My kids attend a Montessori school. My husband and I love Maria Montessori’s theories and approaches to education as children transition through the different developmental planes. At a recent parent-teacher conference last week, my daughter’s teacher spoke about the Montessori theory that external order creates internal order. This theory suggests that a child who is presented with an environment that is peaceful and which follows a routine will have a better chance at internal order; their behavior will also be peaceful and follow a routine as they can focus solely on their work. We have certainly seen this work for our young (2 years old and 5 years old) kiddos. When our household and life in general is chaotic, it is reflected back in our children's behavior. This immediately got me thinking. How might this theory also work in creating external order in the postpartum? How might this same concept apply to new mothers as they transition into motherhood and learn to breastfeed and care for their newborn? It was a total light bulb moment and I couldn't wait to share!
In many cultures around the world the new mother and baby are given 30-40 days of peace as they navigate their new relationship earthside. The community respects and protects the mother-baby dyad by providing food, a comfortable resting place and emotional support. In the Chinese postpartum tradition, mothers are provided with warm nutritious foods and are encouraged to stay in bed. In some Latin American countries the tradition, known as Cuarentena, requires that friends and family cook, clean and take of other children so the mother can heal and focus her efforts solely on tending to her new baby. All these cultural traditions create a postpartum environment that removes the worries of everyday life and allows for the mom and baby to bond and recover. It creates order and calm in the postpartum. This is in stark contrast to the American tradition of "getting back to the grind" sometimes as soon as one to two weeks postpartum! I believe we can do better.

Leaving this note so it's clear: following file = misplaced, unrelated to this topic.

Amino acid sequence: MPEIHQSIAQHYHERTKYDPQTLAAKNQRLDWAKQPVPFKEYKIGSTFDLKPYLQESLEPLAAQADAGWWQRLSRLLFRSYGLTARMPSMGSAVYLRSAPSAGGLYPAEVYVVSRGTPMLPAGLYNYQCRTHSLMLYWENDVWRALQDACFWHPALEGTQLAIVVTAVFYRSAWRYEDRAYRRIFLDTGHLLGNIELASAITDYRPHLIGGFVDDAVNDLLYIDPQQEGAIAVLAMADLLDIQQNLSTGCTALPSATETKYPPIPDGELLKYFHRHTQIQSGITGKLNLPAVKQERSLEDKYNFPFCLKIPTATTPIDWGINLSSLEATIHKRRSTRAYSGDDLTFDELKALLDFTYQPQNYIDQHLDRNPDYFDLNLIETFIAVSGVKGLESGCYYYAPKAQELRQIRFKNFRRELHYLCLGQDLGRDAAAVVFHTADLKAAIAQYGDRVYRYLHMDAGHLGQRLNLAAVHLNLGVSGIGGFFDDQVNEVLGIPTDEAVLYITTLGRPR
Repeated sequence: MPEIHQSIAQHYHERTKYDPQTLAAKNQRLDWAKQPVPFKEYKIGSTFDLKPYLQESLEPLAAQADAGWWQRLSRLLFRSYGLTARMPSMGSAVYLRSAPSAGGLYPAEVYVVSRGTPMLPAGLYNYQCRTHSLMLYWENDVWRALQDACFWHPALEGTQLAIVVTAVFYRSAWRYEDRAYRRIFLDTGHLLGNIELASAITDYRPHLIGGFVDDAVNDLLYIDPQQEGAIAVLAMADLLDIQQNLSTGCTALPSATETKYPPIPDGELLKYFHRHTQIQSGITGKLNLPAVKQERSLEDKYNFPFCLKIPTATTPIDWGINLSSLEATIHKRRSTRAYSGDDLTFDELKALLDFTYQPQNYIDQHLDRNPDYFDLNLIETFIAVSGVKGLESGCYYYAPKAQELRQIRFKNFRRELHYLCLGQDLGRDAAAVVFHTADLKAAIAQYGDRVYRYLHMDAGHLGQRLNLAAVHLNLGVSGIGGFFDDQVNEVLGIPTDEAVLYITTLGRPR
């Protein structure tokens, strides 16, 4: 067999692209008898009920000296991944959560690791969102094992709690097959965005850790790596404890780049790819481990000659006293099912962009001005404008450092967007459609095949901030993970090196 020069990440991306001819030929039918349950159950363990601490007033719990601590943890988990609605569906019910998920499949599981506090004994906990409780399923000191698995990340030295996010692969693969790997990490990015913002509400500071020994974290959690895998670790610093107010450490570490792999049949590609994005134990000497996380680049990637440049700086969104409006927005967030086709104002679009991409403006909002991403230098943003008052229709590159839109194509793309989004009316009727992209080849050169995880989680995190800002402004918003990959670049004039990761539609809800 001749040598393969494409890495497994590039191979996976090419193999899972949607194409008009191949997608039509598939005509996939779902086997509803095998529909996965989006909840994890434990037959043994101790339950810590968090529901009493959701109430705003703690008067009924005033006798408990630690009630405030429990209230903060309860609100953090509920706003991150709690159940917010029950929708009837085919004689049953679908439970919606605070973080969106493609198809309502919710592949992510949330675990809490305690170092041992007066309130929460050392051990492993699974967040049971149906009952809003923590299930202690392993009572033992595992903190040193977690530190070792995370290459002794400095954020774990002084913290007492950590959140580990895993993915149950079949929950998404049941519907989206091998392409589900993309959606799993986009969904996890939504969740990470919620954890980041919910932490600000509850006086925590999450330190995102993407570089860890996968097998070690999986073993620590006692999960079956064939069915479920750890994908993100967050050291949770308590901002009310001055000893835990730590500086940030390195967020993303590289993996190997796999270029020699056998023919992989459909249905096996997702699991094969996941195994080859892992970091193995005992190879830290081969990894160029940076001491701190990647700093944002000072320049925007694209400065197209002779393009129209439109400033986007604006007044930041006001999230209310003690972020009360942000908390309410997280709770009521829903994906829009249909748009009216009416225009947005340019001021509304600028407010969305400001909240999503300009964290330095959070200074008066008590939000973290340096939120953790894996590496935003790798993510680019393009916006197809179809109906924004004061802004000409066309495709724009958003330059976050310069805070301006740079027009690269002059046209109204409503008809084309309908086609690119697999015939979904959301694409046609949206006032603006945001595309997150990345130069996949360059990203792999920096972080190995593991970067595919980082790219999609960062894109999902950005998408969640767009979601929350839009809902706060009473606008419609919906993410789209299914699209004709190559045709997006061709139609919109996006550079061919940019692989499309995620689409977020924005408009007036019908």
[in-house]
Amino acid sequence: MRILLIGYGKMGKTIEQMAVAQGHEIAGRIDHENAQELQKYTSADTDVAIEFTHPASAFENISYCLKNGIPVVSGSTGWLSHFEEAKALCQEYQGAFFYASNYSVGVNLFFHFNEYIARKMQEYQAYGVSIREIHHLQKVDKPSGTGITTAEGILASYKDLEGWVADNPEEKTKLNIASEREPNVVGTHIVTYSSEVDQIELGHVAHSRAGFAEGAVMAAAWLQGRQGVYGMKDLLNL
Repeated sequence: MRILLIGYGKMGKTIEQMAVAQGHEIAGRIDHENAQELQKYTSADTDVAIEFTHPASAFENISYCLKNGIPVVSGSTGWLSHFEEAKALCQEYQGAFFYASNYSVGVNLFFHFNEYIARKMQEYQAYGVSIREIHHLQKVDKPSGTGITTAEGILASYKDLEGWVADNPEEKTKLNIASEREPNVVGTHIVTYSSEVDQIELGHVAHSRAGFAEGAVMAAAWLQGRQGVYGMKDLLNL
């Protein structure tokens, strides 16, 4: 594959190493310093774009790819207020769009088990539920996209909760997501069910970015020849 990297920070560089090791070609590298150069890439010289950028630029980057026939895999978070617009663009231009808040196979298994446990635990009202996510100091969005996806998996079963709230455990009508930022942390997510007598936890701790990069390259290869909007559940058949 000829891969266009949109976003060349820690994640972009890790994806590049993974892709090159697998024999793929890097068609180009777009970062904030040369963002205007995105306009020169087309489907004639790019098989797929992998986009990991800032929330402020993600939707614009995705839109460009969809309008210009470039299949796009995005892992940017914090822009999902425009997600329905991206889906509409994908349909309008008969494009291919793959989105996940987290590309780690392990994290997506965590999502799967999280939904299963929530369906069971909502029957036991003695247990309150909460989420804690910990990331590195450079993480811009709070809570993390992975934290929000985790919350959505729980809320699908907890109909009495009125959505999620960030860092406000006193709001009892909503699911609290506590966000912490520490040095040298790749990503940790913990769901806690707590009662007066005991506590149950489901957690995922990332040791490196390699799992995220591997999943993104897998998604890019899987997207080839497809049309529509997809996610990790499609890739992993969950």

At our prenatal consultation we give several printed materials in addition to our breastfeeding class presentation and demonstration with a baby doll and cloth breast. One of the materials we like to give in our take home packet is our “10 Tips to Successful Breastfeeding”. By reading the title, one might think it is strictly about comfortable nursing positions, or how to help your baby get a deeper latch. In fact, it is actually about creating a postpartum environment that supports the mother so she and baby can do the important work of breastfeeding. It is about creating that external order so mom and baby can have internal order. Just as a child transitions through the developmental planes of childhood into adulthood, so too do women transition into motherhood. The transition is both physical and emotional. In our modern society it can be difficult to slow down and be mindful in the postpartum. We believe that by taking certain steps, the postpartum period can be a time of real rest and bonding. And that quite naturally, breastfeeding can fall into place.
So, just how do we create a postpartum environment that lends itself to order and calm and ultimately attainment of breastfeeding goals? Here are a few of our top tips to creating a peaceful postpartum for mom and baby:
Limit visitors. We know this one is tough. This is a special time for you and your baby to nurse and bond. There will still be plenty of opportunity for visits with extended family.
Surround yourself with supportive people. Do you have friends or family members that have breastfed? Keep those people close. They are your cheerleaders. They will lift you up and encourage you when times get tough. And if you need professional help, you can always call the expert-an IBCLC.
Get comfy! Stay in your pajamas or even better stay in bed. Try laid-back breastfeeding or side-lying nursing to allow for some rest for you.
Housework can wait. Remember that support circle you’ve created? Use them! Allow others to help around the house with cleaning, cooking and watching your other children while you tend to your baby.
Be mindful. We know it's cliche, but it's true-your baby is only this little once. Soak in these moments. Breathe them in. This can be a wonderful time.
Set mini goals. Make short term breastfeeding goals for yourself-2 weeks, 6 weeks, 3 months, etc. It will keep you from getting overwhelmed and you’ll feel awesome once you make your goals because, spoiler alert, you will.
Thanks for reading. And here's to a peaceful and quite possibly orderly postpartum!
Mary and Trish